I love the show Two Broke Girls, love the relationship between the friends and the entire concept (at least through the second season, which is as far as I’ve binged so far). The idea of owning a bakery has been a dream of mine for a long, long time. The virtual bakery is a way to write my way into the dream, because I’m always going to be a writer first and neither bakery owner nor writer sounds like something that could be added part time.

When I first saw the first season’s two-part finale with Martha Stewart, I became enamored of Max’s Homemade Beer Batter Maple Bacon Spring Break Cupcakes. I went looking for a recipe and found one online that led me to the beer I’m using (a light, citrusy brew) and the idea for a white cake, not chocolate. Have to admit, I didn’t realize Max’s was chocolate and I’m not a fan of chocolate. I made the one I found online [] and it’s good, but I wanted to try it with my own cupcake recipe, a 1-2-3-4 cake, and add in the high altitude parts.

This is the result. I made them on March 21, following intermittent desert rainstorms when our humidity is about as high as it ever gets – 90 percent. The temp was around 40 and while there wasn’t a lot of wind, what there was held icy raindrops even as the sun continued to shine. Because that’s what it does here.

The cakes

6 tablespoons shortening (I used stick Crisco, not the butter flavored)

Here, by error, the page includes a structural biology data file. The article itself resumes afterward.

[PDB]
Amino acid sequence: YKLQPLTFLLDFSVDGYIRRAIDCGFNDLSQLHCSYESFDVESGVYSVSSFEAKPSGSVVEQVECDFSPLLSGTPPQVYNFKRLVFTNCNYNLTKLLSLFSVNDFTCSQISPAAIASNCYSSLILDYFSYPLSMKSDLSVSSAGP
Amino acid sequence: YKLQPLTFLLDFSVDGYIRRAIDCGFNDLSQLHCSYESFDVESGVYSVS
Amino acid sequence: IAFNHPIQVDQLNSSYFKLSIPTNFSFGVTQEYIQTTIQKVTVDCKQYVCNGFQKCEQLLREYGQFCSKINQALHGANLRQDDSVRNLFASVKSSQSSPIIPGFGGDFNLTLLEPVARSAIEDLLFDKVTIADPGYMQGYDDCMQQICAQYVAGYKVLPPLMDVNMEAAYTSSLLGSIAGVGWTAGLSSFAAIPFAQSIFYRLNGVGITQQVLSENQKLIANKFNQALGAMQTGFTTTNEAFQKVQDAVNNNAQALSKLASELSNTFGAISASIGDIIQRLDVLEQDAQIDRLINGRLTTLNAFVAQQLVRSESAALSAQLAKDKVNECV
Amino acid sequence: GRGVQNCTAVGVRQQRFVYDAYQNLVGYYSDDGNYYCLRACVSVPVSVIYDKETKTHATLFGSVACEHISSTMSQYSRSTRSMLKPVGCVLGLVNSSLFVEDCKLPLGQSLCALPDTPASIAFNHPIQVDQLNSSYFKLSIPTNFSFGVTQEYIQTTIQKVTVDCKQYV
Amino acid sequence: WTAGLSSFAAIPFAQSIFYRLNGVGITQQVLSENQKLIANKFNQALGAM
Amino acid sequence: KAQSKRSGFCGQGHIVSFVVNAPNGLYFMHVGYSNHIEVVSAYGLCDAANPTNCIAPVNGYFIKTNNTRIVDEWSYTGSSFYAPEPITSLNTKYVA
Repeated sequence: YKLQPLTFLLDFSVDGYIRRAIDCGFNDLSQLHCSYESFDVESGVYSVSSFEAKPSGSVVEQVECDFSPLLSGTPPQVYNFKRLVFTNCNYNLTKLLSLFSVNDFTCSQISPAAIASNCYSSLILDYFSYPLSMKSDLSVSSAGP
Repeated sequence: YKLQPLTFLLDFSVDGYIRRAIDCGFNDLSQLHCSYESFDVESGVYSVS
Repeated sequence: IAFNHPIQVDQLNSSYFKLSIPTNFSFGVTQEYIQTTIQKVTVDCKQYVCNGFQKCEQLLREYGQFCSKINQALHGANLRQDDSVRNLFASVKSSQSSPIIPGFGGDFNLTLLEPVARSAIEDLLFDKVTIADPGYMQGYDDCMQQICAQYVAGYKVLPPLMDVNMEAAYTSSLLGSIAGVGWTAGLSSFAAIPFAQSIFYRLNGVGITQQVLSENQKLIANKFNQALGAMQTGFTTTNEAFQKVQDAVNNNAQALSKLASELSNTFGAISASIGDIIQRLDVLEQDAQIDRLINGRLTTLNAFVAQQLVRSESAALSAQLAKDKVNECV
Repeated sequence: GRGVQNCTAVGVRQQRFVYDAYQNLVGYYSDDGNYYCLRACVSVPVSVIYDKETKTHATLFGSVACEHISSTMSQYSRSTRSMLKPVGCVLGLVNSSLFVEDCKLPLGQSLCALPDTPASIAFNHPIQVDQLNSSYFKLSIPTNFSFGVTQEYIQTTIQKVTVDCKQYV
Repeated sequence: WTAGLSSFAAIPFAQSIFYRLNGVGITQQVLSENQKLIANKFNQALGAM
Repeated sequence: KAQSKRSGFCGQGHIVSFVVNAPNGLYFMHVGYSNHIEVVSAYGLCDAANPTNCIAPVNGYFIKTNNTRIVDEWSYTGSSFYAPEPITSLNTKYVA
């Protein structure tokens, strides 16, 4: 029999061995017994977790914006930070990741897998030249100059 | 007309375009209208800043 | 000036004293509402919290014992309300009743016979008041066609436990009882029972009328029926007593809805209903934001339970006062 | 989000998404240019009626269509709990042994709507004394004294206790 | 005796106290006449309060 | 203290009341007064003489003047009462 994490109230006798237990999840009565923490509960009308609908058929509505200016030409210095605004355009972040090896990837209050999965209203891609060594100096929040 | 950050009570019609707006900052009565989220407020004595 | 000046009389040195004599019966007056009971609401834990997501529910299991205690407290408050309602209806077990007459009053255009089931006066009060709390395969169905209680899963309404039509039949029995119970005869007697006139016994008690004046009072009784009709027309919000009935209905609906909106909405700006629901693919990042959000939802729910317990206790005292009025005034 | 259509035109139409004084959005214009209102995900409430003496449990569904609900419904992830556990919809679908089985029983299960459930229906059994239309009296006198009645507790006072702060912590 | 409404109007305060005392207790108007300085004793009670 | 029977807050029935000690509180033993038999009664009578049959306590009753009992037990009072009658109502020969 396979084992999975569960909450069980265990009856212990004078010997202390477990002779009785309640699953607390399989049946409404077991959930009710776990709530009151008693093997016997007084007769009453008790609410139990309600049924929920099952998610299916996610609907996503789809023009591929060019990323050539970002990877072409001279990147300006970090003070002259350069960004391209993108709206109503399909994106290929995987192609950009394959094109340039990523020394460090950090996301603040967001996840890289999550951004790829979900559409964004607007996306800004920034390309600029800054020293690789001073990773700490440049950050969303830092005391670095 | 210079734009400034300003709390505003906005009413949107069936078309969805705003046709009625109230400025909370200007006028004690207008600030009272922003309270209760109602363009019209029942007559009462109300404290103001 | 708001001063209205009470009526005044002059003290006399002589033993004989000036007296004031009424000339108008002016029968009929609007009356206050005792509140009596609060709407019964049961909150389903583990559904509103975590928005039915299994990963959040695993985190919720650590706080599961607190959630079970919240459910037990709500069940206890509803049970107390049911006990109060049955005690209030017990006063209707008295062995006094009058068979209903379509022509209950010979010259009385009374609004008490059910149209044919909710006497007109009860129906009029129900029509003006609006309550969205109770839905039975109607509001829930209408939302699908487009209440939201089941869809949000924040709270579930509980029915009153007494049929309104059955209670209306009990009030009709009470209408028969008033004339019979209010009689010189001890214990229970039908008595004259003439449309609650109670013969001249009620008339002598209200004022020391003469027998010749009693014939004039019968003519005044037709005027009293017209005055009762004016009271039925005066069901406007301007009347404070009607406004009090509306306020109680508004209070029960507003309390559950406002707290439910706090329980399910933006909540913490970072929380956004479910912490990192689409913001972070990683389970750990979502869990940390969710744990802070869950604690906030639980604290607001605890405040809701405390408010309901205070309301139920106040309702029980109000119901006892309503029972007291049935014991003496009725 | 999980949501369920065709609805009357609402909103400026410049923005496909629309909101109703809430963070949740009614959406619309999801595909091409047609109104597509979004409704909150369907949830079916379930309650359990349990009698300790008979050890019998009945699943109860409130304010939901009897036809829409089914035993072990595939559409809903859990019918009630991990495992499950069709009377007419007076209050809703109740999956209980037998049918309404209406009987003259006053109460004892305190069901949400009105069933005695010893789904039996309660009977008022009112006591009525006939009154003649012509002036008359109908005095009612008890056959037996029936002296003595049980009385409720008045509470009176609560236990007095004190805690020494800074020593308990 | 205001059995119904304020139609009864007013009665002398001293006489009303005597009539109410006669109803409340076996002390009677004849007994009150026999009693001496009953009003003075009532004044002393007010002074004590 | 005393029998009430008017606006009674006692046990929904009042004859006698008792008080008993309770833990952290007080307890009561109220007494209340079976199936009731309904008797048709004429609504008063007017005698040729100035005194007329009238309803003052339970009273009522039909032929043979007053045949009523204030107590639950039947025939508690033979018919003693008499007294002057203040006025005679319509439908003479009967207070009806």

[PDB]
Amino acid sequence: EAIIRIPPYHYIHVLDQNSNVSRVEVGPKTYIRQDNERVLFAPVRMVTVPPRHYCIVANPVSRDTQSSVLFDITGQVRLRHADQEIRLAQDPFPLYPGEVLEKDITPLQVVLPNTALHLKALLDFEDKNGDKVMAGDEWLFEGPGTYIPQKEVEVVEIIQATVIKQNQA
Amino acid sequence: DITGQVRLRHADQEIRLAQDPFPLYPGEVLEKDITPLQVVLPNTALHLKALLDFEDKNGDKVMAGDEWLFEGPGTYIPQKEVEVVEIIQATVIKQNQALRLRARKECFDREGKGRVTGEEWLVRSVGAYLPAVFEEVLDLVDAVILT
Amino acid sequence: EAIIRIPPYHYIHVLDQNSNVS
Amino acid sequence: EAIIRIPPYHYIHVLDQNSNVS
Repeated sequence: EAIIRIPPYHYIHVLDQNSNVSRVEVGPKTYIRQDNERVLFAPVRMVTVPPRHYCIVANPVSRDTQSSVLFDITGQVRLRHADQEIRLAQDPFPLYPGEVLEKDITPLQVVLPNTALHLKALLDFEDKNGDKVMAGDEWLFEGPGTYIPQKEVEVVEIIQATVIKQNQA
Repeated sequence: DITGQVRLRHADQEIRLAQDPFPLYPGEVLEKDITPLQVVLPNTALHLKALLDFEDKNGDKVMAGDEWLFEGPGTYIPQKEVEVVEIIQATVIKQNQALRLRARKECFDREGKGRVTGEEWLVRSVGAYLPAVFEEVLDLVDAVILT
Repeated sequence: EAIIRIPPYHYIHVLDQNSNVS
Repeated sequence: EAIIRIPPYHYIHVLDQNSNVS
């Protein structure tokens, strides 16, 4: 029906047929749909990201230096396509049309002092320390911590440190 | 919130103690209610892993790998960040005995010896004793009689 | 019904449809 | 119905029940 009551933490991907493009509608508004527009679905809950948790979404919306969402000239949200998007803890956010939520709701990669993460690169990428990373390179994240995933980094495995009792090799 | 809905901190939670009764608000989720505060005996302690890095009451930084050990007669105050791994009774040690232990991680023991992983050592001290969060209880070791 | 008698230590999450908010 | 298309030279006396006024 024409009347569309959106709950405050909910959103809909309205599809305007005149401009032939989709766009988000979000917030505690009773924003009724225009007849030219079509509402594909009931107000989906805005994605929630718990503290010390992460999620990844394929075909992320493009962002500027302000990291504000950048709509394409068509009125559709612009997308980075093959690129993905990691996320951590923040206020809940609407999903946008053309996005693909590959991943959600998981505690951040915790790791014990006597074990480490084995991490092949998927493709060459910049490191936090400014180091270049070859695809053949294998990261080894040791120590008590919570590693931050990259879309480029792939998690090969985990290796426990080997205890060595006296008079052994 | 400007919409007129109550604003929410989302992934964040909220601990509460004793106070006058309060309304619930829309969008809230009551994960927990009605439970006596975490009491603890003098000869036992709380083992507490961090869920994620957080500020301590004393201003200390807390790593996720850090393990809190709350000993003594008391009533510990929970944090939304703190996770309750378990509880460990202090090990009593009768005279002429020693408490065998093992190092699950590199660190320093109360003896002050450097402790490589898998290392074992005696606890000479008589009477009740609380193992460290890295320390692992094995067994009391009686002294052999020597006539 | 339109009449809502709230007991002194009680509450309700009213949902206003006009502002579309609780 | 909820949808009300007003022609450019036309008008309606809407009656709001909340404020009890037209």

1 cup sugar minus 1 tablespoon

2 tablespoons hot water

2 eggs, room temperature

1 tsp vanilla

1 ½ cups cake flour plus 2 tablespoons (I’ve never used cake flour in my life – this was unbleached)

7/8 teaspoon baking powder

½ teaspoon salt

½ cup beer plus 2 tablespoons plus 3 teaspoons

Cream shortening and sugar thoroughly. Add hot water and beat until mixture is light and fluffy. Add eggs, unbeaten, one at a time, and beat mixture well after each addition. (Note: Breaking the eggs into a glass dish before adding to the batter gives you a chance to check for and pick out any shell fragments.)


Sift dry ingredients together into a medium sized bowl or if, like me, you don’t have a sifter, put the flour, baking powder and salt into a sieve and shake it into the bowl. Add to the eggs, sugar and shortening alternately with the beer, making sure the batter is always soft enough to stir easily. When dry ingredients and beer are both added, add the vanilla.

Spoon or pour the batter into prepared cupcake tins; makes 12. Bake in a 365 degree oven for 22 to 25 minutes. Check by inserting a sharp knife or toothpick into the center of a cupcake or two to check for doneness; cupcakes are baked when no batter sticks to the tester.


The frosting

1 ½ sticks butter, softened (I use salted butter for pretty much everything – YMMV)

2 cups powdered sugar

3-4 (or even 5) tablespoons maple syrup

Beat the butter in the bowl of an electric mixer until smooth and well beaten. Add the first cup of powdered sugar and 1 to 2 tablespoons of the syrup. Run the mixer until fairly well mixed, then add the remaining sugar and the other 1 to 2 (or even 3) tablespoons of syrup, one at a time. Frosting should be thick enough to easily frost the cupcakes, not runny.

While the cupcakes are cooling on a rack, cut up as many strips of bacon as desired into half-inch strips. Cook in a frying pan until crispy, drain thoroughly on paper towels.

When the cupcakes are cool, frost with the maple frosting. There’s no rule that requires you to use a decorator bag. A tablespoon, knife or spatula will probably work just about as well. When the cupcakes are frosted, either sprinkle on the bacon, place it artfully, or turn the cupcakes upside down in the bacon bits. There’s no way to do this wrong, and definitely no way to lose.

Devour. Everybody loves bacon.


Spring Equinox


Welcome to High Desert Bakery, a virtual bakery imaginarily nestled

in the very real Sierra Nevada foothills.